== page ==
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When you take a step onto a floor there is a lot that goes into making the floor sturdy, resilient, and safe. There are multiple layers that make up your floors. You have the top layer that is your floor covering (Hardwood, Laminate, Vinyl, Carpet, etc.), next you have the underlayment (usually a thin layer of fiber, foam, rubber), below that you have your subfloor (plywood, OSB, concrete), and lastly you have the joists which are the foundation to your floors. So, what does all of this mean?
The floor covering is pretty simple. It is the top layer that you directly walk on, and see. As an example this would be your Vinyls, Ceramics, Laminates, Hardwoods, etc. This will all depend on your tastes, budget, and design.
The underlayment is what the floor covering lays on. It can dampen sound, and it can protect your flooring from moisture and heat. Note that for carpeting the underlayment is padding for added comfort and it helps if anything is spilled on the carpet to not seep through to the subfloor. The purpose of an underlayment is to provide a smooth, flat surface for the floor covering. It can be made of many different materials. It’s chosen depending on the needs of the floor covering. Now let’s throw a curveball here – laminate is the only floor covering that uses an underlayment. And most other floor covers, besides hardwood and ceramic, have padding glued on the underside of the planks or tiles.
Speaking of the subfloor – The subfloor is next. The subfloor sits on top of the joists. This allows your floors to have a continuous structural surface over the floor joists. There are different materials that can be used for the subflooring. Those are wood planks, plywood, OSB (Oriented Strand Board) and concrete.
Wood planks are rarely used anymore. Why may you ask? Money. It is more labor intensive to use wood planks vs plywood, OSB, etc. Cutting and nailing the subfloor is very labor intensive as well as the waste that results from the angle end cuts. With wood planks they must be run at a 45 degree angle to minimize the effects of cupping of the subfloor planks when tongue and groove finish flooring is used (Which is most flooring coverings). At the angle, the finish flooring rests on the high spots of the subfloor.
Now, Plywood and OSB are most commonly used for subflooring. We will be discussing both of these together. Plywood is made by gluing together multiple thin layers of solid wood at 90-degree angles and pressing them tightly as the glue dries to form a very strong structural sheet. This took over solid wood planking as a subfloor in the 1950’s in homes. OSB or Oriented Strand Board, is made by using large, flat wood chips arranged in dozens and dozens of layers, which are glued together and pressed into sheets. It is usually cheaper than plywood, because it uses leftover wood material. OSB came into use as a subfloor material in the 1970s.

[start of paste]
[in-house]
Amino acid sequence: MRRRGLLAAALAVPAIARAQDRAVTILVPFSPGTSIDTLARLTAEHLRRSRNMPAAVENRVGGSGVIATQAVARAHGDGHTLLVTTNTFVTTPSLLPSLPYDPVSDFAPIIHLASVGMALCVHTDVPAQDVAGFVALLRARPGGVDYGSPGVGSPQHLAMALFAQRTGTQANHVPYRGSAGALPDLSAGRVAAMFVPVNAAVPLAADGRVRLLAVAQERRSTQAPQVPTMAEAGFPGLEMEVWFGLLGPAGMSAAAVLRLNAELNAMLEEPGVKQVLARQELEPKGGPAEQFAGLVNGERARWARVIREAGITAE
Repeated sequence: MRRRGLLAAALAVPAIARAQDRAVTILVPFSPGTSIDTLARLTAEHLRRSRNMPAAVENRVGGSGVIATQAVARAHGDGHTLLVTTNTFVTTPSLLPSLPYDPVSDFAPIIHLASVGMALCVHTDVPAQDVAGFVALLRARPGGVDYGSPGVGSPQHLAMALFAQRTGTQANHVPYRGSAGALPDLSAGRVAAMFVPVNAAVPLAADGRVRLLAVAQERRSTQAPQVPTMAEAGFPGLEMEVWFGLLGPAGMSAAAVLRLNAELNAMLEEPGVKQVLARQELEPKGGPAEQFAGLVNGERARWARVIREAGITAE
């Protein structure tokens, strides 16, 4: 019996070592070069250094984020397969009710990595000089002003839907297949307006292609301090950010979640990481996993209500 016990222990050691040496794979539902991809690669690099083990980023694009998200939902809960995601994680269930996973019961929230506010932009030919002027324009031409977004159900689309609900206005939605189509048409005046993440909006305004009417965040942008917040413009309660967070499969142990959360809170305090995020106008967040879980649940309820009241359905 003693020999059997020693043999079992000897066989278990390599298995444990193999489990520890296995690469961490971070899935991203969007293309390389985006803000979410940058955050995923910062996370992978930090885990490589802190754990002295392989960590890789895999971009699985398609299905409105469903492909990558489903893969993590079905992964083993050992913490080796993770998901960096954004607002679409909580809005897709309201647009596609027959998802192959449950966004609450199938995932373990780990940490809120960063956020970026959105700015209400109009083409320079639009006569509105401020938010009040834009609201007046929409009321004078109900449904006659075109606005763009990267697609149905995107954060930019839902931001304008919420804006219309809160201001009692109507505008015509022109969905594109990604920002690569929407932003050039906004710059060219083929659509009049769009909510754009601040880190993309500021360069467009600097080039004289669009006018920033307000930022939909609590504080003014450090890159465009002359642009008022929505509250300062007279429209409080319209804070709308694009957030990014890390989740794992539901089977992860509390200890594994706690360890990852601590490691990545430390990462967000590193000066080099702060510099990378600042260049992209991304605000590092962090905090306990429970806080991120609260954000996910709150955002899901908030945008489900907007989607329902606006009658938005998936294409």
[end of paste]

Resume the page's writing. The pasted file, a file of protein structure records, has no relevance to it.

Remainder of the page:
Plywood is more resilient in most ways compared to OSB. Plywood is stronger and more rigid. Plywood doesn’t swell when it gets wet, where OSB can swell on the edges. You can use plywood for all types of floor covering. Whereas OSB should not be used for ceramics and tiles. Plywood has more holding strength when it comes to being nailed down than OSB.
Concrete is normally used for the subfloor in highrises, and in basements. Concrete is very dense, and very hard. It is extremely difficult to nail into. In addition, concrete can also allow moisture to seep through. Usually a moisture resistant underlayment/barrier is required when working with a concrete subfloor. However, even with that barrier it is not recommended to install hardwood floor coverings on a concrete subfloor. Concrete is also very susceptible to changes and shifts within the ground, and outside forces – such as tree roots pushing up against the concrete and eventually cracking it. All in all, installing a floor covering on a concrete subfloor can be very difficult. The subfloor needs to be smooth as possible, there’s a lot of prep work that needs to be done, and as it was mentioned before – it is very difficult to nail into. So there usually needs to be a floating subfloor installed which is made with special tongue-and-groove panels of OSB adhered to a base layer of plastic or rigid foam insulation.
With the exception of concrete, all other of the subfloor materials and other flooring layers rest on the floor joists. The floor joists are the foundation to your floors. Floor joists are structural and support everything above. Joists are made of engineered, laminated wood or dimensional lumber. Except for those that have concrete slabs, all houses have joists.
While there are some instances where you could have less layers to your flooring, that would be the exception to the rule. In almost every instance there is the floor covering, the underlayment, the subfloor, and the floor joists. This is what makes up your floors, and gives them structural integrity to keep you and yours on solid ground.